Hey–Roman Catholic Readers!

If there are still any…

I’m constantly struck by the fact that the great Roman musical renewal sites, preeminently the New Liturgical Movement, talk quite a lot about the liturgy–but they nearly always mean the Mass…

What is the status of the Divine Office in current Roman circles? Do many people use it? Is it promoted by clergy/laity?

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7 Responses to Hey–Roman Catholic Readers!

  1. What is the status of the Divine Office in current Roman circles? Do many people use it? Is it promoted by clergy/laity?

    Of course you answered this:

    …talk quite a lot about the liturgy – but they nearly always mean the Mass…

    That’s the giveaway, isn’t it? AFAIK the divine office is still virtually unknown in RC lay circles. But a few parishes to their credit have public recitation of one or two offices even though it’s the reformed divine office and often an official abridgement (Shorter Christian Prayer and suchlike).

    And to their credit the men behind TNLM, a good quasi-traditionalist site, at least know about the office. IIRC they’ve put up a YouTube of Solemn Vespers for example.

    The office – either in full (like the Anglican Breviary – theirs for the asking if not for both Modernism and the Irish hatred of things seen as English) or abridged (the Little Office and short breviaries like the one printed by Collegeville in the early 1960s) – was something the devout such as tertiaries, oblates and lay followers of the legitimate liturgical movement (I imagine a minority of RCs) were keen on before Vatican II ruined everything.

    Promoting it over unliturgical devotionalism was a reform that should have happened but for the most part didn’t.

    Instead of Mass-and-office Catholicism a wrecked Mass junked up with unliturgical music became the RC experience.

  2. Derek the Ænglican says:

    I’m wondering–I think there may be pockets especially in people our age and I wonder if those leaving ECUSA for Rome might not bring the Office with them…

    If I remember right I think the twins were using some form of the Offices, and one of my never-Anglican lay department fellows used a Breviary of some sort daily as well.

  3. Derek,

    Nice new home. I like the WordPress format better than blogger personally.

    I see a lot of interest in the Liturgy of the Hours among converts. I know that Jonathan, I, Chad, Jason, and NiceneHobbit use it daily. Jennifer and Carmel do too, but mainly from our influence. My local priest brought his copy to school the other day to lead prayer in class from it (as I do too everyday). However, I suspect among lay cradle Catholics you’d mostly get stares if you brought it up.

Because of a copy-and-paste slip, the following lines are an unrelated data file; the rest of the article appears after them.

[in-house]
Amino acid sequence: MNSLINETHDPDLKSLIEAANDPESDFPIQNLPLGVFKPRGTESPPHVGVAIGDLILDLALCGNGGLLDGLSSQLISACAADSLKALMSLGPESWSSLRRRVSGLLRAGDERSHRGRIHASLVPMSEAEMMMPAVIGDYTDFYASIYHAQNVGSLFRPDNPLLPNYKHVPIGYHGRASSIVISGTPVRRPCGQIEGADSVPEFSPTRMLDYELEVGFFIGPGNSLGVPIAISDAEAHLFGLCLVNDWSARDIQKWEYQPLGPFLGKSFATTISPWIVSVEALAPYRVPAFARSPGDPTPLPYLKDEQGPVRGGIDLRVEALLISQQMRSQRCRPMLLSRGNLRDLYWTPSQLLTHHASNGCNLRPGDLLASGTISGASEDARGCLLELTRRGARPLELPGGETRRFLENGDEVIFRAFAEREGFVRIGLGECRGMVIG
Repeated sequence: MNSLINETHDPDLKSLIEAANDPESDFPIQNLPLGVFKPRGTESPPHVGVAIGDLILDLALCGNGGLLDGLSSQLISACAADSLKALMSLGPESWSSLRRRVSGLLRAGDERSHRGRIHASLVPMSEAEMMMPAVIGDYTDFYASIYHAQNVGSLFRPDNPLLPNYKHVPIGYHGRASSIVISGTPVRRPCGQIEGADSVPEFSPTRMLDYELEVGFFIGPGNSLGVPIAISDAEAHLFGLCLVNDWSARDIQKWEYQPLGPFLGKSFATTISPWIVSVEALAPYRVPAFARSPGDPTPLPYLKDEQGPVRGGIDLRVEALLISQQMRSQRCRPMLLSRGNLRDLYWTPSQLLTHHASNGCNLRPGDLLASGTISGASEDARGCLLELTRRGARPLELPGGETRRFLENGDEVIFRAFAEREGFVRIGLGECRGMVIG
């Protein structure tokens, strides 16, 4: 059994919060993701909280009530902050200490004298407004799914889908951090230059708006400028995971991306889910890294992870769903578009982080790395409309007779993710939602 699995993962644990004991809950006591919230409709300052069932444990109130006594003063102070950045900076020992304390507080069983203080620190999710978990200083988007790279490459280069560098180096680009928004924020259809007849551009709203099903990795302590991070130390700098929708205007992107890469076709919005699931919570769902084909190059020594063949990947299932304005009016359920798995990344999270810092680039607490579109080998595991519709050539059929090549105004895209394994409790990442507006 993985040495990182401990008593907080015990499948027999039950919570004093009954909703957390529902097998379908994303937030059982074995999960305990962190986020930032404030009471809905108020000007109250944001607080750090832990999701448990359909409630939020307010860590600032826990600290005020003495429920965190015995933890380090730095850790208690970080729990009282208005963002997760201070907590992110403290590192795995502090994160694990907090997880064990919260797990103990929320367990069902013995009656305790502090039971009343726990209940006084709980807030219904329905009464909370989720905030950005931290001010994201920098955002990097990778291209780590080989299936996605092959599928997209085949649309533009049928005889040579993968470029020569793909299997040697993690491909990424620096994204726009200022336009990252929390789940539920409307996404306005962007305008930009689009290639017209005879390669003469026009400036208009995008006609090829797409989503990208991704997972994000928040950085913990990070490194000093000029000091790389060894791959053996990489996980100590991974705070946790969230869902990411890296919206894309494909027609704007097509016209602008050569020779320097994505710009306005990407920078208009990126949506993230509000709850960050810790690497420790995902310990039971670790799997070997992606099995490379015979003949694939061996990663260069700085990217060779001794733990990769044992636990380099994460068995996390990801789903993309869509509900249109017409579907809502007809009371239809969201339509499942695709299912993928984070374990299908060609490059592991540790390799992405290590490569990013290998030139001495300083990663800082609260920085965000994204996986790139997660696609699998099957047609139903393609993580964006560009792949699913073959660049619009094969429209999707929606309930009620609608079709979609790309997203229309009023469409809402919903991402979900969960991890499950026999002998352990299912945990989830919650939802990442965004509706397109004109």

I am wondering if the new translation of the Mass will affect the Divine Office. I suspect it will since they share some prayers, but we’ll have to wait and see.

  4. Chris T. says:

    I know a few Romans, mostly Benedictine oblates and so forth, who pray the Office. A few other lay people I know use universalis.com.

    But it really seems like the Rosary has more or less totally supplanted the Office, hasn’t it? I mean, even the hierarchy pushes the Rosary really, really hard, which is rather strange given the nearly 100% literacy rates among Westerners. I’ve never once seen the Office promoted in such a way that a large number of RC laypeople would hear, whereas the pro-Rosary stuff seems to be more or less constant.

  5. Chris: yup. A substitute for the office perfect for the illiterate (the 150 Aves mimic the psalter), a good prayer that does work for the literate and has its place, has replaced the office in popular RC culture.

  6. Scott says:

    Thanks to the Daily Office always having been available to Anglican churchgoers in the Book of Common Prayer, the Office is a solid part of Anglican liturgical life, with the Holy Eucharist of course at the center. I (a former RC) think the Second Vatican Council missed a chance to open up the Office to all Roman Catholics in this way and kept it largely as a clergy practice (praying one’s breviary).

    On “Mass,” I noticed this on local Catholic radio today, in a sermon in which “liturgy” was consistently used to mean “Mass.” I wonder what the problem is with “Mass” lately. Then there’s the “Eucharistic Liturgy,” which certainly describes the Mass but is six syllables longer. :)

  7. Derek the Ænglican says:

    Hi Scott–thanks for stopping by. I noticed that particular oddity (Liturgy for Mass) when I was attending Roman Masses on a regular basis a few years ago…

    Yes, the Roman devotional rota is quite full–I think the Hours as a devotional practice have come and gone. (But may yet come back…) In chucking most of it the Anglican reformers left the Office as the only real option. Still, it too has gone in cycles as far as a devotion of the people. I believe it’s on an upswing–at least, I certainly hope so.

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